-In your previous interview, you said that Russia and Afghanistan are considering opening a direct air corridor for trade. Is there any progress on this issue?

– Russia used to import a lot of dried fruits from Afghanistan. We are trying to return to the previous trading volumes. The first reason why trade between the two countries declined, of course, was covid, the second is that some of the goods that we bought from Russia are now available in Kazakhstan and Uzbekistan at a lower price. But people still prefer high-quality Russian goods. Therefore, we hope to boost trade, as well as investment. We would welcome investment by Russian companies in major infrastructure projects, especially electricity and gas production, as well as in the reconstruction of some old infrastructure built by the Soviet Union.

We had planned to hold an economic conference in May, but unfortunately, due to covid, it was postponed. The idea is to find opportunities for partnership between Afghan and Russian companies. Because sometimes Russian companies are concerned about security in Afghanistan, but if they cooperate with Afghan companies, the security risks are reduced.

– If I may, the last question is more personal. You have been working in Moscow for several months now. You have previously served as Ambassador to the United States and the United Kingdom. How does your mission in Russia differ from your work in these countries?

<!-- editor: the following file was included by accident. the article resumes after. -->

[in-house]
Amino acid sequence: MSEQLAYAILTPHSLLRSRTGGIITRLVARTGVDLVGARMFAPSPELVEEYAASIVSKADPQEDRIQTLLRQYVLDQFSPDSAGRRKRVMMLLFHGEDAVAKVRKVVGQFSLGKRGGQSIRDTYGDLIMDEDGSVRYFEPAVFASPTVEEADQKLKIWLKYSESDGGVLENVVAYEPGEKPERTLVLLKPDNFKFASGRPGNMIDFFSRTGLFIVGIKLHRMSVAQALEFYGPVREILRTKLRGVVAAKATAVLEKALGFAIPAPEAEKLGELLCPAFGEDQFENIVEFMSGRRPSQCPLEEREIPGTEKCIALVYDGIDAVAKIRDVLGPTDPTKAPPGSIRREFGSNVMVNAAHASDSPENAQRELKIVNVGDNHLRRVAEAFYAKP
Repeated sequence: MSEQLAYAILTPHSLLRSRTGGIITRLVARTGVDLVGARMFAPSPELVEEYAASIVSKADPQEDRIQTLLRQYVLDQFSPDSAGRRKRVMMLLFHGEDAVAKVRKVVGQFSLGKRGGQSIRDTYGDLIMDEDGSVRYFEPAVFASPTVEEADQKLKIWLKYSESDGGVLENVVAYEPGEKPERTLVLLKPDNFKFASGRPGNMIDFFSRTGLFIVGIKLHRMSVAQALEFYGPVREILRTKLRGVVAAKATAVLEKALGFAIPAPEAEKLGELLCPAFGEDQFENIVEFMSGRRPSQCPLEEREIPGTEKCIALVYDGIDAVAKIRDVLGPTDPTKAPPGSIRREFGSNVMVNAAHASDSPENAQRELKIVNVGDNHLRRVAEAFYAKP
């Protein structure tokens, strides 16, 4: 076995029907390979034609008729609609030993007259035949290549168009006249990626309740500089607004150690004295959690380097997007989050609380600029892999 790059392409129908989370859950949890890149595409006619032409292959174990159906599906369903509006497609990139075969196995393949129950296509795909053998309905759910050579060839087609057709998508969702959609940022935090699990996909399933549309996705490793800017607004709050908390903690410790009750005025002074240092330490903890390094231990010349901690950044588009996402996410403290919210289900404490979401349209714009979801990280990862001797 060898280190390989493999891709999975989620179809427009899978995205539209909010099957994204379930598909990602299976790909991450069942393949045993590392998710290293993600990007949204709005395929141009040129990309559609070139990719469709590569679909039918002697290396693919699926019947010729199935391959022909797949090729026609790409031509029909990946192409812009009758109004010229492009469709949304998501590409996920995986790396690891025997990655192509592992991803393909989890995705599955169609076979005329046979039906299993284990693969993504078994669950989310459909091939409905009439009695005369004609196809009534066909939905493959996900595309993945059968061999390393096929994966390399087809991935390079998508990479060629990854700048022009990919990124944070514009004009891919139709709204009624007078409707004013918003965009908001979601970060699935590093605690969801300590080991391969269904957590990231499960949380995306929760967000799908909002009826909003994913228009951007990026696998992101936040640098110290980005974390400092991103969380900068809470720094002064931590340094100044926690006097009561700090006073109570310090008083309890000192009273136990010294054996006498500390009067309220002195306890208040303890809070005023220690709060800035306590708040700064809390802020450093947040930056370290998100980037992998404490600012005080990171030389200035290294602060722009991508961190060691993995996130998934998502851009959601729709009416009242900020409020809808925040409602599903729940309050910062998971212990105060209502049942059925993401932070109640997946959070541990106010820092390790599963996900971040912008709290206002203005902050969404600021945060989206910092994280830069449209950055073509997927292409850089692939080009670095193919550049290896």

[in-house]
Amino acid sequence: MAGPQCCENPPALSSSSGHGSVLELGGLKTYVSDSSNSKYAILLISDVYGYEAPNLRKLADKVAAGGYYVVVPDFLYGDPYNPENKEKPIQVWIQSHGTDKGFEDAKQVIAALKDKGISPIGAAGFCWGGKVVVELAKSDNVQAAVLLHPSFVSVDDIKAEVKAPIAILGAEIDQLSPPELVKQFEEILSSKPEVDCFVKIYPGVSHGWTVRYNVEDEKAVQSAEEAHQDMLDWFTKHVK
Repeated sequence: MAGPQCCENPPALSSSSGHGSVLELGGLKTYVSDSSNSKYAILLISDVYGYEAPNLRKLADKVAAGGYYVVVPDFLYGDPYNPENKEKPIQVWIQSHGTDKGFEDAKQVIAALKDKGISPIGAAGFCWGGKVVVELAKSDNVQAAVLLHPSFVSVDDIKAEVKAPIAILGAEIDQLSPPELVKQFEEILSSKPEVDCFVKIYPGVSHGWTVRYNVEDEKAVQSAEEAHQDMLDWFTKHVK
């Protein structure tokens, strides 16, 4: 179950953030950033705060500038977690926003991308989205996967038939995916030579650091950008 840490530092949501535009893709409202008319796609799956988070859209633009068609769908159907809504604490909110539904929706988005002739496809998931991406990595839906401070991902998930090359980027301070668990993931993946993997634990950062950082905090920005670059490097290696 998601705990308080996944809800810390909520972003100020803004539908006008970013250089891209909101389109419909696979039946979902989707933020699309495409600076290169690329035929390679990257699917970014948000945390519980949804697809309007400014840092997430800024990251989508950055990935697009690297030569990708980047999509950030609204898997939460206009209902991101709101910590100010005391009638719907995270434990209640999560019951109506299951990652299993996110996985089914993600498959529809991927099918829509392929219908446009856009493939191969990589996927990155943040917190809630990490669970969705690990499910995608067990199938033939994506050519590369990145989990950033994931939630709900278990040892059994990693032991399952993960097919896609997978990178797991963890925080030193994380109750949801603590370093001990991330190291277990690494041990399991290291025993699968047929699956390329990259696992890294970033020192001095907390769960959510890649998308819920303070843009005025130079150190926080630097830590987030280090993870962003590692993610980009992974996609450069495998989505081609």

– First of all, life in Moscow is different from life in London and Washington, and, frankly, people know how to enjoy life better in this vibrant and cosmopolitan city. This is a unique feature of Moscow, and I really like it. Also, people are much more welcoming and honest about what they like and what they don’t. But in terms of the work that we do, it is not so different: relations with Moscow, as well as with Washington and London, are not limited to interaction with the Ministry of Foreign Affairs. We have a wide range of interactions with academia, which I like, universities, the Academy of Sciences, museums. The problem facing the Afghan diaspora here is similar to the one in London. The situation in the United States is different, because there is a program of rapid integration, people quickly get citizenship and do not need so much the services of the embassy of their country of origin. Here, many people still require consular services. In general, I enjoy being in such a cosmopolitan, beautiful city as Moscow and hope to see more of Russia during summer time. Thank you!